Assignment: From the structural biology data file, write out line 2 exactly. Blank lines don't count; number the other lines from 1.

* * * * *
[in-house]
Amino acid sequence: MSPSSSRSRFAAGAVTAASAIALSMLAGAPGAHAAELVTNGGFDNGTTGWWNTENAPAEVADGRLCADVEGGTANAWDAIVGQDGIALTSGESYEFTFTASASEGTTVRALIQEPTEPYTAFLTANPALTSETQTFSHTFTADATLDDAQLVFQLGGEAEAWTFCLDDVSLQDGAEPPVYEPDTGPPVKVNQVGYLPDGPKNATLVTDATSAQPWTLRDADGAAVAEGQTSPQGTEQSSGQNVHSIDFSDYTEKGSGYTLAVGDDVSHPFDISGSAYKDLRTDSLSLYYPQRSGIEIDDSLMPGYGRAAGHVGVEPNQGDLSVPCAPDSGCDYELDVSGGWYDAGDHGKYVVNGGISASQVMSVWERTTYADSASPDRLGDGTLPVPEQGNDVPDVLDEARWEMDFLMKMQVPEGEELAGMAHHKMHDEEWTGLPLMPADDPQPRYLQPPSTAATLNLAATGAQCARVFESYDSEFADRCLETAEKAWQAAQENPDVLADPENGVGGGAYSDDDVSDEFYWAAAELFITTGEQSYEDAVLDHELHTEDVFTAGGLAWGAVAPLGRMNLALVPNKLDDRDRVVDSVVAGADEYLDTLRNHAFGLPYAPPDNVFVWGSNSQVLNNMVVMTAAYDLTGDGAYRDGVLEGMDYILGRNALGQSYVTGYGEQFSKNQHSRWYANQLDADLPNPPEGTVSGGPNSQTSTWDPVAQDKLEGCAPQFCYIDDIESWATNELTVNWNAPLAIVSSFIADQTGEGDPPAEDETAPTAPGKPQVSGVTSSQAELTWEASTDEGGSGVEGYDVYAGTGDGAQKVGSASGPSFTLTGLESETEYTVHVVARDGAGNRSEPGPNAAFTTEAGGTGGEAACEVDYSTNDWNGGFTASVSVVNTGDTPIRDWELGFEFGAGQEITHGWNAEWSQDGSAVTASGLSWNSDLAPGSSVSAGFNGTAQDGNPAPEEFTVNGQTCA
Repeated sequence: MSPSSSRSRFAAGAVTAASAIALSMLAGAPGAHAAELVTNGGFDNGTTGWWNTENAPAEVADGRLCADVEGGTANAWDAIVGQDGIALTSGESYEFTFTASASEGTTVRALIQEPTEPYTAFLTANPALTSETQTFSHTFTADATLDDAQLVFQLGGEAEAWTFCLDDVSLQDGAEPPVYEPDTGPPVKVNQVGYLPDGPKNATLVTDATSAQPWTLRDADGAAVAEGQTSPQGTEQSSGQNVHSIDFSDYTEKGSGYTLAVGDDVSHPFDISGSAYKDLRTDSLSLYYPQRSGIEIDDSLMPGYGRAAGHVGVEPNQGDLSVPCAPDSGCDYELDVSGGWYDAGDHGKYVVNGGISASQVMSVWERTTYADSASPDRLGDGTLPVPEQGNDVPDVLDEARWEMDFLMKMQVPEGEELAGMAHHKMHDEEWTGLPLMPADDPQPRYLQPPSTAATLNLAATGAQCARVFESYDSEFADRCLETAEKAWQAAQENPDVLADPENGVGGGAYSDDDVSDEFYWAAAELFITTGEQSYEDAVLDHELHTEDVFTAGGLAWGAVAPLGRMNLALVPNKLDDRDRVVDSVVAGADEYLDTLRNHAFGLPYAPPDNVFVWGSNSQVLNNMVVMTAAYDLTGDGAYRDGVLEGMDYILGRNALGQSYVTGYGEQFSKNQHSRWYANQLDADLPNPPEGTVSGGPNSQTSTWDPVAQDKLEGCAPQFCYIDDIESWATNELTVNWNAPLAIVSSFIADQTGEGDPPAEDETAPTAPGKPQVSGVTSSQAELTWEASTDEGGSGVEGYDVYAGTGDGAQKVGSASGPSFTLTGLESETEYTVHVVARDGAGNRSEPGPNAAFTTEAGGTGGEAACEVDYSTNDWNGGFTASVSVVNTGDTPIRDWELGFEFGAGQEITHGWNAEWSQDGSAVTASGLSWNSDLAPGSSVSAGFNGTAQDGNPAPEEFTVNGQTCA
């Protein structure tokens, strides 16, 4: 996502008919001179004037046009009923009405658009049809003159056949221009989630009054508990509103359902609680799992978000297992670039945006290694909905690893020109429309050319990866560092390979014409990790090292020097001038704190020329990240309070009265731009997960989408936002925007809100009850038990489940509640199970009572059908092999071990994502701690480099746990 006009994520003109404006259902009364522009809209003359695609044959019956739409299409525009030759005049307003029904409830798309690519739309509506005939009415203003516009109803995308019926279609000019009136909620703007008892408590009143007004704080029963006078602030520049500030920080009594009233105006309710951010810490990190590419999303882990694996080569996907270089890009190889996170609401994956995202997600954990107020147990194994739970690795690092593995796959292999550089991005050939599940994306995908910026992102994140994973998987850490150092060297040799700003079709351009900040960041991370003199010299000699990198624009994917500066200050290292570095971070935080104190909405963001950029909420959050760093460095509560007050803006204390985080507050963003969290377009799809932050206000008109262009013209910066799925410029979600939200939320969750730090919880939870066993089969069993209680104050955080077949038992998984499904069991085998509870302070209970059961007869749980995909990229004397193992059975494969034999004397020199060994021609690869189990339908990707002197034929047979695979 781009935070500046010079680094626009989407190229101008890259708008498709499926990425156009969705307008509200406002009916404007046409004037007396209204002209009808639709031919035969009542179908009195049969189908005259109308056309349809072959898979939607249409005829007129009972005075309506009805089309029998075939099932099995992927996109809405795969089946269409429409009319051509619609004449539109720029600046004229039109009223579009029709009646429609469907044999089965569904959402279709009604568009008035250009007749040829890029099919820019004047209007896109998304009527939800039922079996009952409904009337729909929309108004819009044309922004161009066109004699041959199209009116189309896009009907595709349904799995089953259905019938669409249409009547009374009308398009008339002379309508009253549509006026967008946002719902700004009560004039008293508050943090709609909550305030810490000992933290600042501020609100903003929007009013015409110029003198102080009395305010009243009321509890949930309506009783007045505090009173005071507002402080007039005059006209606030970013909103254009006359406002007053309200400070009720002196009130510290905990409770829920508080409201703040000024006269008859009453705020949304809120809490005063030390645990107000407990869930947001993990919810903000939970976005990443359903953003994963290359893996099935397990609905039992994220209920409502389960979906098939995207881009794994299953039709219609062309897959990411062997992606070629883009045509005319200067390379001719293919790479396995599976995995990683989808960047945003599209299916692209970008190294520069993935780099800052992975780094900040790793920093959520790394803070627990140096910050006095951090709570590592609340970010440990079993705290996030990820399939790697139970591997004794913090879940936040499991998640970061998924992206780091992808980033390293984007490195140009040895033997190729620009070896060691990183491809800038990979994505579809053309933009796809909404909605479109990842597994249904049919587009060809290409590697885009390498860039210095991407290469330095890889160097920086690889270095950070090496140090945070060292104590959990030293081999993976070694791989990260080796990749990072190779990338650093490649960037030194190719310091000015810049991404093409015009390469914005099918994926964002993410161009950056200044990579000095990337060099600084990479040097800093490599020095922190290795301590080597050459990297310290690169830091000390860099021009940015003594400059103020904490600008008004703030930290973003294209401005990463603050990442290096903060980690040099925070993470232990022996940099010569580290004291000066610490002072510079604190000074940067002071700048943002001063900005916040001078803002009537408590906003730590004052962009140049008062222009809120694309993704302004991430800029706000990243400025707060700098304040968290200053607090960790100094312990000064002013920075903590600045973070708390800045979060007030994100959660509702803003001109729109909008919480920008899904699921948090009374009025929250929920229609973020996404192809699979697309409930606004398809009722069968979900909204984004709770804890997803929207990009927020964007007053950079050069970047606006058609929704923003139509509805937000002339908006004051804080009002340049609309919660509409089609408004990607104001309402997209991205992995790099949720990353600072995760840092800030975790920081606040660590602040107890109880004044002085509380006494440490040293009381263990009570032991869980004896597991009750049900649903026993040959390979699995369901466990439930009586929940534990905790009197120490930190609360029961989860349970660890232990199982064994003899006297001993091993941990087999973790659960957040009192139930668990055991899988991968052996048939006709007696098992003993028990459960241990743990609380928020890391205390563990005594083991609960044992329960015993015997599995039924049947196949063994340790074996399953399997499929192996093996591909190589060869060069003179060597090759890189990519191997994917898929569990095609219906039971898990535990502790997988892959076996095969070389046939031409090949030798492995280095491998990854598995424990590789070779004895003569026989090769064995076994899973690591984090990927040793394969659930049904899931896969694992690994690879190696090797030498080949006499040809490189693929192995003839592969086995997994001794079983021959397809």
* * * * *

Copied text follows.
Amino acid sequence: MSPSSSRSRFAAGAVTAASAIALSMLAGAPGAHAAELVTNGGFDNGTTGWWNTENAPAEVADGRLCADVEGGTANAWDAIVGQDGIALTSGESYEFTFTASASEGTTVRALIQEPTEPYTAFLTANPALTSETQTFSHTFTADATLDDAQLVFQLGGEAEAWTFCLDDVSLQDGAEPPVYEPDTGPPVKVNQVGYLPDGPKNATLVTDATSAQPWTLRDADGAAVAEGQTSPQGTEQSSGQNVHSIDFSDYTEKGSGYTLAVGDDVSHPFDISGSAYKDLRTDSLSLYYPQRSGIEIDDSLMPGYGRAAGHVGVEPNQGDLSVPCAPDSGCDYELDVSGGWYDAGDHGKYVVNGGISASQVMSVWERTTYADSASPDRLGDGTLPVPEQGNDVPDVLDEARWEMDFLMKMQVPEGEELAGMAHHKMHDEEWTGLPLMPADDPQPRYLQPPSTAATLNLAATGAQCARVFESYDSEFADRCLETAEKAWQAAQENPDVLADPENGVGGGAYSDDDVSDEFYWAAAELFITTGEQSYEDAVLDHELHTEDVFTAGGLAWGAVAPLGRMNLALVPNKLDDRDRVVDSVVAGADEYLDTLRNHAFGLPYAPPDNVFVWGSNSQVLNNMVVMTAAYDLTGDGAYRDGVLEGMDYILGRNALGQSYVTGYGEQFSKNQHSRWYANQLDADLPNPPEGTVSGGPNSQTSTWDPVAQDKLEGCAPQFCYIDDIESWATNELTVNWNAPLAIVSSFIADQTGEGDPPAEDETAPTAPGKPQVSGVTSSQAELTWEASTDEGGSGVEGYDVYAGTGDGAQKVGSASGPSFTLTGLESETEYTVHVVARDGAGNRSEPGPNAAFTTEAGGTGGEAACEVDYSTNDWNGGFTASVSVVNTGDTPIRDWELGFEFGAGQEITHGWNAEWSQDGSAVTASGLSWNSDLAPGSSVSAGFNGTAQDGNPAPEEFTVNGQTCA